With sharding, there is no need for each node to maintain a full copy of the entire blockchain. Instead, each node reports back the work completed to the main chain to share the state of their local data, including addresses’ balance and other key metrics. This reduces the computational burden on the network and makes it possible to achieve faster transaction times.
One example of a layer-1 sharding solution is Zilliqa. Zilliqa is a high-performance blockchain platform that uses a sharded architecture to increase transaction throughput. The platform can process up to 2,828 transactions per second (TPS) in its current form. Its unique feature is its use of the Practical Byzantine Fault Tolerance (PBFT) consensus algorithm, which ensures that the network remains secure even in the presence of bad actors.
When it comes to improvements, not everything is solvable on layer 1. Due to technological constraints, certain changes are difficult or almost impossible to do on the main blockchain network. Ethereum, for example, is upgrading to Proof of Stake (PoS), but this process has taken years to develop.
Some use cases simply cannot work with layer 1 due to scalability issues. A blockchain game could not realistically use the Bitcoin network due to lengthy transaction times. However, the game may still want to use layer 1's security and decentralization. The best option is to build on top of the network with a layer-2 solution.
Lightning Network is one of the most famous examples of a layer-2 solution. The Bitcoin network under heavy traffic can take hours to process transactions. The Lightning Network lets users make speedy payments with their Bitcoin off the main chain, and the final balance is reported back to the main chain later. This essentially bundles everyone's transactions into one final record, saving time and resources.
Now that we know what layer 1 is, let's look at some examples. There's a huge variety of layer-1 blockchains, and many support unique use cases. It's not all Bitcoin and Ethereum, and each network has different solutions to the blockchain technology trilemma of decentralization, security, and scalability.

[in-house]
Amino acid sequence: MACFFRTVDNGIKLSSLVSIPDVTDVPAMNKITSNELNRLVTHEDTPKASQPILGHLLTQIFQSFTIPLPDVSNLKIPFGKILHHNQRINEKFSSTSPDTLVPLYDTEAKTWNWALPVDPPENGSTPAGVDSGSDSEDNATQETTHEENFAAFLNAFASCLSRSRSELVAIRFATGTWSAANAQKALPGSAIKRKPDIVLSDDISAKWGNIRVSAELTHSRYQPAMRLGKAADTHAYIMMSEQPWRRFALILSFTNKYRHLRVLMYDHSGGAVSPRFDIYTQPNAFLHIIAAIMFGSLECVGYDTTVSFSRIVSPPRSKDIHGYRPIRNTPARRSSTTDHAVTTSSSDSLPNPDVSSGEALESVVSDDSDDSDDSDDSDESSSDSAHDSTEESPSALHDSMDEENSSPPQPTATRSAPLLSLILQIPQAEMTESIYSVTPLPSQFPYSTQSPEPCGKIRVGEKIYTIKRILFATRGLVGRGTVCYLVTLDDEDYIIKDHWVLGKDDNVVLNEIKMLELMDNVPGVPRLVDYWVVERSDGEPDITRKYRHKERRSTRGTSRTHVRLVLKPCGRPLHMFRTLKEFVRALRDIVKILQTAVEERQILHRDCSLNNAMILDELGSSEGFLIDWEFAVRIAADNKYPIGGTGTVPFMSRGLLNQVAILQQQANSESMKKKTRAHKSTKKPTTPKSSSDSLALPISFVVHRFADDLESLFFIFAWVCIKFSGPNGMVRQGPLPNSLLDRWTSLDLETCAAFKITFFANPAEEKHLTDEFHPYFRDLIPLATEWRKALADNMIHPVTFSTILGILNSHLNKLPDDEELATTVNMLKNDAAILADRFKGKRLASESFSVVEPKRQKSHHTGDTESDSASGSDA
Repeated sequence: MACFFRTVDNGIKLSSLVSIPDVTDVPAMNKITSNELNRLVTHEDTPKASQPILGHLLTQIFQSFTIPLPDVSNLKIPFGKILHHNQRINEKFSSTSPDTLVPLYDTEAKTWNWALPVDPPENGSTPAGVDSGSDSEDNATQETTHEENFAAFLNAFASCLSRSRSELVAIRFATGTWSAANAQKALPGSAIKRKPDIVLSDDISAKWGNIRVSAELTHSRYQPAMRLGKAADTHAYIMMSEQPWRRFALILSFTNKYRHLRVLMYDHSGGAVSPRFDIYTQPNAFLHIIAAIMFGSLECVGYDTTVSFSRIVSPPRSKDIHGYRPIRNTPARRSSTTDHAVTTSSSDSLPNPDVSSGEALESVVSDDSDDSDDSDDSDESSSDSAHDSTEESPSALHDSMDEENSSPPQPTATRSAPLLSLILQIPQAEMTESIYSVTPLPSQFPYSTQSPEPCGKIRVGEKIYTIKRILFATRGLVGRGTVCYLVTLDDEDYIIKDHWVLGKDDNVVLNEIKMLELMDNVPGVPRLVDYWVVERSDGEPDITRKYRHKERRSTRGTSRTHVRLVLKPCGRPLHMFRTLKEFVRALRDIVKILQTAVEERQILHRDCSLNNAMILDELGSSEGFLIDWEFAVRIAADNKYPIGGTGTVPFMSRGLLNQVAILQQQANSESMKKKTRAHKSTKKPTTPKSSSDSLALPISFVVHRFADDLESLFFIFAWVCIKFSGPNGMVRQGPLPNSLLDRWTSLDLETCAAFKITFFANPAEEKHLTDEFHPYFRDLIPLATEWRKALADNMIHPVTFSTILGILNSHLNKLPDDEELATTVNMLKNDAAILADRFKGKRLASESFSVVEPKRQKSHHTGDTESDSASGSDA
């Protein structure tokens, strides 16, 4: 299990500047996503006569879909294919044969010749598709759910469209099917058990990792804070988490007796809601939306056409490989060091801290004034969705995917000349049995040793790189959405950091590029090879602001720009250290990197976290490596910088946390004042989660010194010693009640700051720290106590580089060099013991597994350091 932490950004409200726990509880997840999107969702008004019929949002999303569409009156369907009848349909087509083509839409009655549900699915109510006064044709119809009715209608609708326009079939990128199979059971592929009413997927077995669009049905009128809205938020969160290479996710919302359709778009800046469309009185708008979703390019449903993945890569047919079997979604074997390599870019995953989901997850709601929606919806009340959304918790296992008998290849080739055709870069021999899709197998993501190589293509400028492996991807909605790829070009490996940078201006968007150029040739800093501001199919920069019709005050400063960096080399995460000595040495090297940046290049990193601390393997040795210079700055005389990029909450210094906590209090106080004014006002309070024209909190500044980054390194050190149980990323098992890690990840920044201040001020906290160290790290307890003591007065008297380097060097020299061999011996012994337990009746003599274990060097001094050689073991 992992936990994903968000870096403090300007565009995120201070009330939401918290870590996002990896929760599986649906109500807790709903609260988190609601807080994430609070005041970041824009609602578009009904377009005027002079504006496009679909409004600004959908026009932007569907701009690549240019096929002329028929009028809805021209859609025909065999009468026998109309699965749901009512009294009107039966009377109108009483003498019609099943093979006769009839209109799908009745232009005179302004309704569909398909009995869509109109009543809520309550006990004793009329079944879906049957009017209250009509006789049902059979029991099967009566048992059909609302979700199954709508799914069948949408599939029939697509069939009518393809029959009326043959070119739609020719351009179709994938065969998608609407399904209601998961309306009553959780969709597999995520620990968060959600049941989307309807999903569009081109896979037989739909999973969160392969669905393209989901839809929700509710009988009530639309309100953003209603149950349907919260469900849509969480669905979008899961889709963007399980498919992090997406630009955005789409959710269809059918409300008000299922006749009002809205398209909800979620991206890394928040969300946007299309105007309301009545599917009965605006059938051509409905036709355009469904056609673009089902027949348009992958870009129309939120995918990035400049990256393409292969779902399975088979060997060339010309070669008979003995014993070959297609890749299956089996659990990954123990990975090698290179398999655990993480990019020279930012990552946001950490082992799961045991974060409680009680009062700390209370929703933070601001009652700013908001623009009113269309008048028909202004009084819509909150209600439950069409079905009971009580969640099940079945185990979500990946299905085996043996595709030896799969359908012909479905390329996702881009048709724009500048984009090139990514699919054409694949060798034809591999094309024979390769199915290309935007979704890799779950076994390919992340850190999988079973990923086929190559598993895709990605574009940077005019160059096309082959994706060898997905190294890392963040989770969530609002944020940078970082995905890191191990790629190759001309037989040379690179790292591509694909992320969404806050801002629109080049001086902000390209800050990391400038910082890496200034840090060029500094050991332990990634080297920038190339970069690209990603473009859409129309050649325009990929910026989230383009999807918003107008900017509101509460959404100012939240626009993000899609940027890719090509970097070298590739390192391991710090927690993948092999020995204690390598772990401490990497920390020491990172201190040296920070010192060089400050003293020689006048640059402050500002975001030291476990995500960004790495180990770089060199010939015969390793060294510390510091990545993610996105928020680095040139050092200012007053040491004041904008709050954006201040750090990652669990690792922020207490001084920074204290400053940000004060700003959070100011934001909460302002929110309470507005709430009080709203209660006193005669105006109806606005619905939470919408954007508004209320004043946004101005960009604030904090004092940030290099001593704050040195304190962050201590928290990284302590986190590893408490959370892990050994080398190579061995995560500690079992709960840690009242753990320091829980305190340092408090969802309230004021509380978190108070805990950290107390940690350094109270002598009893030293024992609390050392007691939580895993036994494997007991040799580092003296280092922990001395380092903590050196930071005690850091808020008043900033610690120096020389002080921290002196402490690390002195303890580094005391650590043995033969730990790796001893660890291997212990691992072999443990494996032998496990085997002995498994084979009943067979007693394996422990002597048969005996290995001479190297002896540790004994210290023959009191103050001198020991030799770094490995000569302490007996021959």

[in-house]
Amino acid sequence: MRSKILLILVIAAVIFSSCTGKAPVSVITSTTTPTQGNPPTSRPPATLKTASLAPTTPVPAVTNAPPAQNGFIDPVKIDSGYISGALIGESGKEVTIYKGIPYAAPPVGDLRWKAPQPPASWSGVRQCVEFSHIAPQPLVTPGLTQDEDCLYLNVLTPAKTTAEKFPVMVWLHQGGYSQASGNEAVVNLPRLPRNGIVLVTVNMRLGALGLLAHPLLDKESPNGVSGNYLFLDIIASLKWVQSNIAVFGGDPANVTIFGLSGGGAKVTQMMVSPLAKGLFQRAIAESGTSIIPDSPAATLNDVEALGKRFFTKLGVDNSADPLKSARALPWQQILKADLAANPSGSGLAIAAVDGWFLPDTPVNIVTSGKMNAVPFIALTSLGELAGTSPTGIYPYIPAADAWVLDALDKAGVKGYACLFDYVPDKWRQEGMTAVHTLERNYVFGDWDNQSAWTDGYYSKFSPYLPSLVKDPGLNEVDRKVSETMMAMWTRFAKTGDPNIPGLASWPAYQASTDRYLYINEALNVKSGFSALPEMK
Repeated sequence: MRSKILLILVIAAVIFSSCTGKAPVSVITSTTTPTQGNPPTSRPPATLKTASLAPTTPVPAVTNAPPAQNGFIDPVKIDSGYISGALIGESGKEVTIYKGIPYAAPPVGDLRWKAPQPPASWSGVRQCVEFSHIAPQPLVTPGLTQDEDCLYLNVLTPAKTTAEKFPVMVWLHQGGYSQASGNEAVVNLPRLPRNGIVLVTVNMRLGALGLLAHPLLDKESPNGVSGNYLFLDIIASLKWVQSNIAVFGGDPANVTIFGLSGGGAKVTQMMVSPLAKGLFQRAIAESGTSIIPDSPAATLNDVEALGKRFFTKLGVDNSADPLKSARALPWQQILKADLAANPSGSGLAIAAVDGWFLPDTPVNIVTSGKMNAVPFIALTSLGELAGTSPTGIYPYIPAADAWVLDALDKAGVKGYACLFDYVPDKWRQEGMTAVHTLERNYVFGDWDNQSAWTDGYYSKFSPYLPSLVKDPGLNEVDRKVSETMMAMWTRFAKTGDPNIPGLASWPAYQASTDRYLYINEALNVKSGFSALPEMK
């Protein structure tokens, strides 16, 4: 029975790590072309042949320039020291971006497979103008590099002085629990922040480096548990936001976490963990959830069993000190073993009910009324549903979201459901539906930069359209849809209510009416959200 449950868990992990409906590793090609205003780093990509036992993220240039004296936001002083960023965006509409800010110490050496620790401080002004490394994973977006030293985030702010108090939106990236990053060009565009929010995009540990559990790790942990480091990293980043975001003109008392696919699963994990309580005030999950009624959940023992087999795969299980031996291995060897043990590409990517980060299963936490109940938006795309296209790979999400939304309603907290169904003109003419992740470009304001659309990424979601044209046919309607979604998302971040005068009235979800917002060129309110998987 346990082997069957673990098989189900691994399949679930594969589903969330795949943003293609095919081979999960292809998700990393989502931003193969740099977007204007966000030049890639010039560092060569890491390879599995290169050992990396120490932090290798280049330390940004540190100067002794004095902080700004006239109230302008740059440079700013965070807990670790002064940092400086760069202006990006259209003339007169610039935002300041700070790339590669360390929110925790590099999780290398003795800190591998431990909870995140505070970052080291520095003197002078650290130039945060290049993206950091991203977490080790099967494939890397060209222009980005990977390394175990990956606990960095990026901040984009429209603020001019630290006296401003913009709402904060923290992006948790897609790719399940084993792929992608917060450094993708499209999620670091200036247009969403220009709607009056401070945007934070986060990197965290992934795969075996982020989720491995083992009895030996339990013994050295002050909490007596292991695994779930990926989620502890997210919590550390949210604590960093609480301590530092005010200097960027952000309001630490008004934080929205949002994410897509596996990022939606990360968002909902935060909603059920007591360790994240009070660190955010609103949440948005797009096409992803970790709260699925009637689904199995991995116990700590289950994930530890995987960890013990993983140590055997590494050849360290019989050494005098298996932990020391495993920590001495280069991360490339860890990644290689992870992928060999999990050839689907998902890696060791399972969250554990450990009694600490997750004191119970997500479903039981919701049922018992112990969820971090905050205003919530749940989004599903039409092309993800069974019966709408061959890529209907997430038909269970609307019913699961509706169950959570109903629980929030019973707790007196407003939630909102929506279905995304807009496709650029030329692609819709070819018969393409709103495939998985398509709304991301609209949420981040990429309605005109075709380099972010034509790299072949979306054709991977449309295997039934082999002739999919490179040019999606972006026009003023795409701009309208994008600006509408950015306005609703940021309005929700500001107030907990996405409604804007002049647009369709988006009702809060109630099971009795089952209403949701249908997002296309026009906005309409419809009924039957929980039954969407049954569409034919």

One example of a layer-1 blockchain that is gaining popularity is the Solana blockchain. It is a high-performance blockchain that uses a Proof of History (PoH) consensus mechanism, which allows it to process up to 65,000 transactions per second (TPS). The Solana blockchain is designed for decentralized applications and enables developers to build scalable applications with high transaction throughput.
Another example is the Binance Smart Chain (BSC), a layer-1 blockchain created by Binance. BSC is a high-performance blockchain that is compatible with the Ethereum Virtual Machine (EVM). This compatibility makes it easy for developers to migrate their Ethereum-based decentralized applications (dApps) to BSC. The blockchain uses a Proof of Staked Authority (PoSA) consensus mechanism, which allows it to process up to 100 transactions per second (TPS).
In conclusion, layer-1 protocols are the backbone of the blockchain ecosystem. They provide the foundation for blockchain technology and are responsible for its primary functions. However, layer-1 protocols have their limitations, especially when it comes to scalability.
Layer-2 solutions are built on top of layer 1 to address these limitations and provide additional features. Together, layer 1 and layer 2 solutions form a robust and versatile blockchain ecosystem that is capable of supporting a wide range of use cases and applications.
As the blockchain industry continues to evolve, it is likely that we will see new layer-1 protocols and layer-2 solutions emerge. Understanding the differences between these layers and their respective technologies will be crucial for developers, investors, and users alike.